- The Washington Times - Saturday, September 27, 2008


North proposes military talks

SEOUL | North Korea has proposed holding military talks with South Korea in what would be the first official contact between the countries since Seoul’s new conservative government took office in February, a defense official said Friday.

The overture comes amid heightened tensions over North Korea’s decision to abandon a disarmament-for-aid pact and to begin reassembling its nuclear reprocessing plant in Yongbyon. Earlier this week, North Korea ordered U.N. nuclear monitors to leave the country and said it would reinsert nuclear material into a plutonium-producing facility within a week, causing alarm among its neighbors.

The North sent a message Thursday proposing the talks, and the South Korean government is discussing whether to accept the offer, an official at South Korea’s Defense Ministry said late Friday. The message was Pyongyang’s first official proposal for talks since South Korean President Lee Myung-bak’s administration took office in February with a pledge to get tougher on the North. The North responded by suspending all government-level talks with the South.


U.S. troops warned against incursion

ISLAMABAD | Pakistan warned U.S. troops not to intrude on its territory Friday, a day after the two anti-terror allies traded fire along the volatile border with Afghanistan.

Government spokesman Akram Shaheedi urged U.S.-led coalition forces in Afghanistan “not to violate territorial sovereignty of Pakistan as it is counterproductive to the war on terror.”

Pakistani President Asif Ali Zardari, in New York for the U.N. General Assembly, tempered the warning by praising U.S. support for his country as a “blessing.” He spoke standing beside Secretary of State Condoleezza Rice after a meeting at the U.N. with foreign ministers of major powers.

In Washington, Adm. Michael Mullen, chairman of the Joint Chiefs of Staff, said Pakistani military leaders reassured him last week they had no intention of using force against U.S. troops along the Pakistan-Afghanistan border.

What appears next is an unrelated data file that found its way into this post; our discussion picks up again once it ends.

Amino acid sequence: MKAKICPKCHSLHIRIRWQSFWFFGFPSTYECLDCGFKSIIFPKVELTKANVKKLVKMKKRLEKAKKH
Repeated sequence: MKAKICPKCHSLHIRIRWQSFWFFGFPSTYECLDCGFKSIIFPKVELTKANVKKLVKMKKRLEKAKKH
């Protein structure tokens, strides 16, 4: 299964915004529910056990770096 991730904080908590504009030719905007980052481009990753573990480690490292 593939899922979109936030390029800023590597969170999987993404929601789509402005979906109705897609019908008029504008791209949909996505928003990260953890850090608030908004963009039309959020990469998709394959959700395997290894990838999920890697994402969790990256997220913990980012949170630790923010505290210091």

Thousands flee capital fighting

GENEVA | Thousands of confused, traumatized Somalis have fled the capital this week in some of the worst fighting of a 19-month insurgency, the U.N. refugee agency said Friday.

At least 16,000 people have been chased from their homes in Mogadishu, said Ron Redmond, spokesman for the U.N. High Commissioner for Refugees. Many have crammed into the Somali town of Afgooye, which is already overwhelmed with more than 300,000 internally displaced people.


2 warlords face crimes trial

THE HAGUE | The International Criminal Court on Friday ordered two Congolese warlords to stand trial on charges including murder, rape and the use of child soldiers for their purported role in a deadly attack on a village.

The case against Germain Katanga and Mathieu Ngudjolo is only the second sent for trial at the world’s first permanent war crimes court.

They are accused of leading militias, including child soldiers, who attacked the village of Bogoro in eastern Congo in 2003. Prosecutors say more than 200 people, including women and children, were killed in the attack, many hacked to death.


Parliament adopts new constitution

ASHGABAT | Turkmenistan’s highest legislative body unanimously approved a new constitution Friday that increased the president’s powers but also broadened the role of parliament.

President Gurbanguli Berdymukhamedov hailed the reforms as a move toward greater democratization in the tightly controlled, energy-rich Central Asian nation, but exiles and observers derided the changes as superficial.

The development comes two years after the death of autocrat Saparmurat Niyazov, who had ruled with an iron fist since the Soviet era. Mr. Berdymukhamedov has implemented some reforms and moved to dispel Mr. Niyazov’s personality cult, but has left the country’s single-party system in place.

Under the new constitution approved by the Halk Maslahaty, or People’s Council, the head of state gets to name regional governors and mayors and appoint the nation’s electoral commission.


Ex-election chief goes into hiding

BISHKEK | Opposition parties said Friday that the former head of Kyrgyzstan’s election commission has fled the country after receiving death threats from the president’s son in a dispute over upcoming elections.

In a filmed statement distributed by government opponents, a woman identified as Klara Kabilova said she had resigned her post as election commission chief after coming under pressure from the president’s son, Maxim Bakiyev, to disrupt the opposition parties’ campaign for Oct. 5 local elections.

But Damir Lisovsky, acting chief of the Central Election Commission, disputed Ms. Kabilova’s account and said she had already been dismissed by presidential decree.

Critics of the government assert that President Kurmanbek Bakiyev is attempting to manipulate the October vote to install representatives of his Ak Zhol party in local governments to stave off potential street protests this winter.

From wire dispatches and staff reports

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